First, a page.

Over the 5 days, I was reminded how at peace I am on the slopes. Life’s worries drifted away in the crisp air and rugged beauty of the snow-covered mountains. In their place, my only concern was pushing myself and testing my abilities. And each day, I challenged myself a little more and was rewarded with incremental improvements.

But that alone is not enough for me. That is why I am not choosing to follow his lifestyle. I recognize my other passions and seek to create a lifestyle that supports those as well. Maybe a part time job in a ski town is in my future, but that is not the priority in this moment.

For now, I must savor every minute I spend on the slopes whether I am carving into a groomer or gliding on some fresh powder.

Hedonia or Eudaimonia

This article from The Atlantic fascinated me for a few reasons. First, I enjoy learning about different philosophies, and second it made me reflect on my own beliefs and structure. If philosophy interest you, I recommend you read the article now.

As usual, the article ultimately recommends a balance, specifically between hedonia and eudaimonia in the pursuit of happiness, and I agree that balance is key. One of my personal philosophies is that absolutes are easy, moderation is hard. Case in point, I prefer to not have snacks around my house as then I am not tempted because once tempted, moderation can prove hard.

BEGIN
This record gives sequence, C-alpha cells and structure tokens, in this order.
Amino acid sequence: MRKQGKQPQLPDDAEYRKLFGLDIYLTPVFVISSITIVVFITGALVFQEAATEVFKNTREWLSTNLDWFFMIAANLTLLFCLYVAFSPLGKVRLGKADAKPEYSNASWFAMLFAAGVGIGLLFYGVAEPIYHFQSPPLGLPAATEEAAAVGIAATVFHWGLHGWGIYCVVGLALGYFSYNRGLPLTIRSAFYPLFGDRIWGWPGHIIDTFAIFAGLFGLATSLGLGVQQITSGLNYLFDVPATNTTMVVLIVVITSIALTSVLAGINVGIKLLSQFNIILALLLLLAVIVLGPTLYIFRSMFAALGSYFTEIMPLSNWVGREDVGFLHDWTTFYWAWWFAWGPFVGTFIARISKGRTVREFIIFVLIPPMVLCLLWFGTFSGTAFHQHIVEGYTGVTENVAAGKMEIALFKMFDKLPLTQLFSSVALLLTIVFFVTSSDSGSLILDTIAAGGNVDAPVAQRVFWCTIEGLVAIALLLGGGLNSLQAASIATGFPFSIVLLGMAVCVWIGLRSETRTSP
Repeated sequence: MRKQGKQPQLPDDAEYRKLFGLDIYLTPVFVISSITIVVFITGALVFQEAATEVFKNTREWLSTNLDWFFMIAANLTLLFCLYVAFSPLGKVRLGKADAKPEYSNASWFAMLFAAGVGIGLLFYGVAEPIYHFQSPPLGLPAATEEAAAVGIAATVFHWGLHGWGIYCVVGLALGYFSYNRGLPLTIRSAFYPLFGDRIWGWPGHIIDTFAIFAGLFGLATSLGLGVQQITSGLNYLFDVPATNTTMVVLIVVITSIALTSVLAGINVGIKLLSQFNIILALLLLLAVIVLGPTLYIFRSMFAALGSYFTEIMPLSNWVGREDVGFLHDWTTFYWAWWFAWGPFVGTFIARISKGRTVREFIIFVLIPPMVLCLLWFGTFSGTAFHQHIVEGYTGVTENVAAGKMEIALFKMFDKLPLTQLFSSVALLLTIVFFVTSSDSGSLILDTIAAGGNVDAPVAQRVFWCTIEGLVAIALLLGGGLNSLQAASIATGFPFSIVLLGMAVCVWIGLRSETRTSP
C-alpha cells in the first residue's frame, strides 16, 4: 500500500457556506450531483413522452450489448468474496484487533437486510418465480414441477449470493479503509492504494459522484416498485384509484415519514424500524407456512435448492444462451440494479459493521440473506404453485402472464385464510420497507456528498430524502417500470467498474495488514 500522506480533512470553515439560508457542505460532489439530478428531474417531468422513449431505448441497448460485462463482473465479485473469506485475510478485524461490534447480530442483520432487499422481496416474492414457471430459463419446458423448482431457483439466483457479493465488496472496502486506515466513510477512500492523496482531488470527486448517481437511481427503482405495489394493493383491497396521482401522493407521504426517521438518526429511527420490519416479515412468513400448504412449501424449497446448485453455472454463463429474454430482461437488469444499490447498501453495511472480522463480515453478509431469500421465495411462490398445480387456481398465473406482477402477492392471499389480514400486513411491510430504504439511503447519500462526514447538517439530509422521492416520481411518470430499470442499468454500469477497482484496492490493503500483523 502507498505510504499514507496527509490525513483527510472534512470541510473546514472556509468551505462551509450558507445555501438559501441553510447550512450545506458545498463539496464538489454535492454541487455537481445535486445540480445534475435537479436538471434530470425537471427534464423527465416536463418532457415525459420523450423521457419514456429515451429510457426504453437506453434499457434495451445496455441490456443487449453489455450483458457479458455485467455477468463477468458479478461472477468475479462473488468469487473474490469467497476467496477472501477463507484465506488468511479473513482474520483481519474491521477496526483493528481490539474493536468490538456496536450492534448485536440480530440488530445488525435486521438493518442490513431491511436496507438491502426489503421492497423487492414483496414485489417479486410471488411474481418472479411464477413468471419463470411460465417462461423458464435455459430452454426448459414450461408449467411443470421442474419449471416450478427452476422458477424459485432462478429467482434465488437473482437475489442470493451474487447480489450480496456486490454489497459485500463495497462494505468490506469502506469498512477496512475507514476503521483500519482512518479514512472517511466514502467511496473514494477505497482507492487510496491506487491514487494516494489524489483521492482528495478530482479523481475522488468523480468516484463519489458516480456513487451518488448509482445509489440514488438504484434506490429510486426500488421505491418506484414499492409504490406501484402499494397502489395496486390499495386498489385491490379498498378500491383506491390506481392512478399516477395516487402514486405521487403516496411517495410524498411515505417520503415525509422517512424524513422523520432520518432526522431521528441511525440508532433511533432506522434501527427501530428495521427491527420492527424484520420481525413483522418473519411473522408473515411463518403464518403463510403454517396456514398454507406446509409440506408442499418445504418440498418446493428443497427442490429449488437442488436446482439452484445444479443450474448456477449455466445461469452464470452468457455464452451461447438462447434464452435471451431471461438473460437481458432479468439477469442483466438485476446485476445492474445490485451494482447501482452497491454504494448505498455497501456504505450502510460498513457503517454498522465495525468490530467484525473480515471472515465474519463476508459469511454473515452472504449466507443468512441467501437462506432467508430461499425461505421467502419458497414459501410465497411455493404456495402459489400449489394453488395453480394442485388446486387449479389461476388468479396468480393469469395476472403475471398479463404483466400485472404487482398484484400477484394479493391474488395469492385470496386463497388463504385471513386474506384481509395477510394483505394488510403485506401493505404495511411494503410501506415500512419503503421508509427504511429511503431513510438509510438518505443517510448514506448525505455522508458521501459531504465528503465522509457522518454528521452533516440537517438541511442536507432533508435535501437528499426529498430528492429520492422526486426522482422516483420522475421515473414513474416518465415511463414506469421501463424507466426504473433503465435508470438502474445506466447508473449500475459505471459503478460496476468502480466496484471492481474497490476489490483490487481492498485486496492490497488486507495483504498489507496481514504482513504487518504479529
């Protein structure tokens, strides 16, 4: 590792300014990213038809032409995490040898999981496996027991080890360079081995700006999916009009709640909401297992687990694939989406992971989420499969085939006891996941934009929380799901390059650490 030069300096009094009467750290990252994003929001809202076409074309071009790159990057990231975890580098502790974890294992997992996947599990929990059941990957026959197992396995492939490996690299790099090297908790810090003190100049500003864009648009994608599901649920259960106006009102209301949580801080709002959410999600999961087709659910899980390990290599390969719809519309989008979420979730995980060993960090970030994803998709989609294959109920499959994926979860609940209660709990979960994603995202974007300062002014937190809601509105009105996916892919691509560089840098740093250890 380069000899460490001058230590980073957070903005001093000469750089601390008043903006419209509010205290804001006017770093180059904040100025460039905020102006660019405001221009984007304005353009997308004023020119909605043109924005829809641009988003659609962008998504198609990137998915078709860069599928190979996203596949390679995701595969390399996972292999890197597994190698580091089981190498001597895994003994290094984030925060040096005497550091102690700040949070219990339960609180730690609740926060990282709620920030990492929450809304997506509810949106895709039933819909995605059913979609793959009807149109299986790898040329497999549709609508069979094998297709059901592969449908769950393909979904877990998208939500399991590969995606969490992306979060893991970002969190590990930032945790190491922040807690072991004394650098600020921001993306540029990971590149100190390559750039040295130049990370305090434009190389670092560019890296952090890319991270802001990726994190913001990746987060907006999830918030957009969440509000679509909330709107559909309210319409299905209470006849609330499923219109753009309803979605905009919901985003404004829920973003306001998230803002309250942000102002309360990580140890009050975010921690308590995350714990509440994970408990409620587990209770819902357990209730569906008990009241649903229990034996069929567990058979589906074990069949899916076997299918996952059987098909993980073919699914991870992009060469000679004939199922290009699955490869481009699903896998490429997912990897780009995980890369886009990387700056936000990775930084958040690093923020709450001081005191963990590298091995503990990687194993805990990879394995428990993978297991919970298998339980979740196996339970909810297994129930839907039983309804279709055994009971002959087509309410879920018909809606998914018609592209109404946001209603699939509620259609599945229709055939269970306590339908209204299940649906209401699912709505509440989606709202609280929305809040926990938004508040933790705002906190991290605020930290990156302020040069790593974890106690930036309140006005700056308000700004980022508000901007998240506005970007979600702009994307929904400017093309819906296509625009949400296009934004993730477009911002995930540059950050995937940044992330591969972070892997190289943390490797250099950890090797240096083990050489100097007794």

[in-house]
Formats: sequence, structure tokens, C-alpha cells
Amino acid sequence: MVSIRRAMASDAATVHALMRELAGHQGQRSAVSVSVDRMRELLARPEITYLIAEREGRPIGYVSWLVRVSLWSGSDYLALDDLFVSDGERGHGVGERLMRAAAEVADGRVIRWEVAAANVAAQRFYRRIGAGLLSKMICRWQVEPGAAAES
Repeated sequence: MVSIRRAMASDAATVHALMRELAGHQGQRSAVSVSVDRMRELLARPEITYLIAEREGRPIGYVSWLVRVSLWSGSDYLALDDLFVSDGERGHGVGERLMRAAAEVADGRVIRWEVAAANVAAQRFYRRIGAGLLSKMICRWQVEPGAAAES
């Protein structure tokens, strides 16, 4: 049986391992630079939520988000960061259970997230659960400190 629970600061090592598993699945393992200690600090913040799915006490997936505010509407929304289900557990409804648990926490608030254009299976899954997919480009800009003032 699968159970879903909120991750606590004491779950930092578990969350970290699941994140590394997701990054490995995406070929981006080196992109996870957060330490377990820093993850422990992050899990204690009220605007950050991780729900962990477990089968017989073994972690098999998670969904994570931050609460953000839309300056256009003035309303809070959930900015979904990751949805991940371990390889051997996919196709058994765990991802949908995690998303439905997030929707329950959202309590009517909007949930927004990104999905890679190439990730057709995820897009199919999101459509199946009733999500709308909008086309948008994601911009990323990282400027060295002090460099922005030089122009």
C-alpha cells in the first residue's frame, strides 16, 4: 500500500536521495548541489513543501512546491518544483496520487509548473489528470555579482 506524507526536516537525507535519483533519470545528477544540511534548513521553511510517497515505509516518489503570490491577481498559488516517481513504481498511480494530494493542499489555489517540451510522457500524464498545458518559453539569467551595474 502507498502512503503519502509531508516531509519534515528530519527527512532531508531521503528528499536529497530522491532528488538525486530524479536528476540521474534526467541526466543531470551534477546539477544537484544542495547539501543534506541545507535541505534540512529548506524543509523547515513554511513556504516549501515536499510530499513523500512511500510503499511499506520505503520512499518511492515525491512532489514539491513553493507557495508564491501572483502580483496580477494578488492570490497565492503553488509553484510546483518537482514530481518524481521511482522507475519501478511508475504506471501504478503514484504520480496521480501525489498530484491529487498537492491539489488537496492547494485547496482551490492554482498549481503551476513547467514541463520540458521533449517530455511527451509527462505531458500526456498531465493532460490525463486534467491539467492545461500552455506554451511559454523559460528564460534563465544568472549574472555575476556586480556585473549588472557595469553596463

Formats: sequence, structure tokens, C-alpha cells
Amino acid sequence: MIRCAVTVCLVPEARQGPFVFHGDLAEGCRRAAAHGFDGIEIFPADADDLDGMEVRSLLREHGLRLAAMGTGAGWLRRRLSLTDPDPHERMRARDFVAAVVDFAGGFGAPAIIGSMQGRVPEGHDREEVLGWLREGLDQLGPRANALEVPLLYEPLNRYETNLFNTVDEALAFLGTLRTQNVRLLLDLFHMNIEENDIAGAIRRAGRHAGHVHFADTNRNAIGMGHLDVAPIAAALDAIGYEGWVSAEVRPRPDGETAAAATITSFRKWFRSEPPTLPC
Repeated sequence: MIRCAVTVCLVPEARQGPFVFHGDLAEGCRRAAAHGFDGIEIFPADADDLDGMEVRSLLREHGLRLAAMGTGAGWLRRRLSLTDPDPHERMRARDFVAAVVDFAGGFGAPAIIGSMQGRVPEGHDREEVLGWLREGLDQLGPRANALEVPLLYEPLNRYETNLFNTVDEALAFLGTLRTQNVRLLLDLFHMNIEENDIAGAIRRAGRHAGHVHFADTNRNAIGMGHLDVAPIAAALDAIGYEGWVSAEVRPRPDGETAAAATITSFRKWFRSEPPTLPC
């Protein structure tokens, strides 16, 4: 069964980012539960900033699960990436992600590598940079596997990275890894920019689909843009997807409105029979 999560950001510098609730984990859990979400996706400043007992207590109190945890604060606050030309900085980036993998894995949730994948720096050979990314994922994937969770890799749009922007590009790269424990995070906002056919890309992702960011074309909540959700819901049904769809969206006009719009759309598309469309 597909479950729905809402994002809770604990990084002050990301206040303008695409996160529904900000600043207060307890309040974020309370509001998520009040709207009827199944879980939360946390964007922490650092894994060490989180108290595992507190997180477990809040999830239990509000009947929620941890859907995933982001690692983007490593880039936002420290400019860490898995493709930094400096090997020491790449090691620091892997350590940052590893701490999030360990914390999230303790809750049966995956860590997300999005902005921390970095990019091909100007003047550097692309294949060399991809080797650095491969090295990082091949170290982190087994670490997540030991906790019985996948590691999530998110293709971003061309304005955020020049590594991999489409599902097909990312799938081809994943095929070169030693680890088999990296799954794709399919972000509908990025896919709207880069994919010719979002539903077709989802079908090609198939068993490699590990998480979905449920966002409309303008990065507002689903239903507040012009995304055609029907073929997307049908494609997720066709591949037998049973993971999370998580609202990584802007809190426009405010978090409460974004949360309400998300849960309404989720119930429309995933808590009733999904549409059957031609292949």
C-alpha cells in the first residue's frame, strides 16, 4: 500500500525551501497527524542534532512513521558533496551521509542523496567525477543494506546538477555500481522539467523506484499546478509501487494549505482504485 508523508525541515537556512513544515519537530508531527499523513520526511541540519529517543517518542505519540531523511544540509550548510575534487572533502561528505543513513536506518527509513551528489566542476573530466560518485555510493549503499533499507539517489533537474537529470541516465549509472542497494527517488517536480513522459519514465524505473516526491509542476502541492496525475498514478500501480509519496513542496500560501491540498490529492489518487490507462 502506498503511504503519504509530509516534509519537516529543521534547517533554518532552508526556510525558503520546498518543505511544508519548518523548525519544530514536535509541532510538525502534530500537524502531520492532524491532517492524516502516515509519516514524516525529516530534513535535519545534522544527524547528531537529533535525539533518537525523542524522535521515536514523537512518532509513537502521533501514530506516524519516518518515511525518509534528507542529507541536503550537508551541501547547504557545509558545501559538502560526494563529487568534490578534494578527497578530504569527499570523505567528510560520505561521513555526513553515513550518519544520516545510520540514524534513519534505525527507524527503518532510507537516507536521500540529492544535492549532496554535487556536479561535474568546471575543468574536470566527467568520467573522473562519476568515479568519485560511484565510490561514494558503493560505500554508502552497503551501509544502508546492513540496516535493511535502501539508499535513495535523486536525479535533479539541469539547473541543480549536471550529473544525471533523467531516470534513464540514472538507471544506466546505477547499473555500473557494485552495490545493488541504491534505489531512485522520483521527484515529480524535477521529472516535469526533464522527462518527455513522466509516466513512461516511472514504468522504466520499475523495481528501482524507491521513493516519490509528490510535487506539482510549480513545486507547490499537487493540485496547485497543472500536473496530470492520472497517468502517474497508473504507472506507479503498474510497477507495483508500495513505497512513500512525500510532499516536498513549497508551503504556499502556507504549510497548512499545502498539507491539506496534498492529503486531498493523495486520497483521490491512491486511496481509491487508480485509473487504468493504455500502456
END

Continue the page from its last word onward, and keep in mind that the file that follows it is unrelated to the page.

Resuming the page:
I believe that my parents raised me to embrace the teachings of the stoics, or eudaimonia. I still see that today as they are both people in perpetual motion. I.e., their default nature is to be doing, and it is almost as if they must schedule times for pleasure and relaxation. And for much of my life, I leaned hard in that direction.

Upon reflecting on my choice to take a sabbatical, I believe a motive was to find balance for myself. I knew that a purely stoic approach was not satisfying. But going into the sabbatical, I gave myself plenty of tasks and goals to ensure I did not land in hedonia.

My personal philosophy now is that one needs to narrow their focus. Pick just a few, or even one, goal to approach with stoicism. With the right goal, the trials along the road will bring happiness as a reward.

However, if a particular task or goal does not fit your focus, then I believe an Epicurean approach is more appropriate: decide against engaging in it and free your mind from any thoughts or concerns regarding it.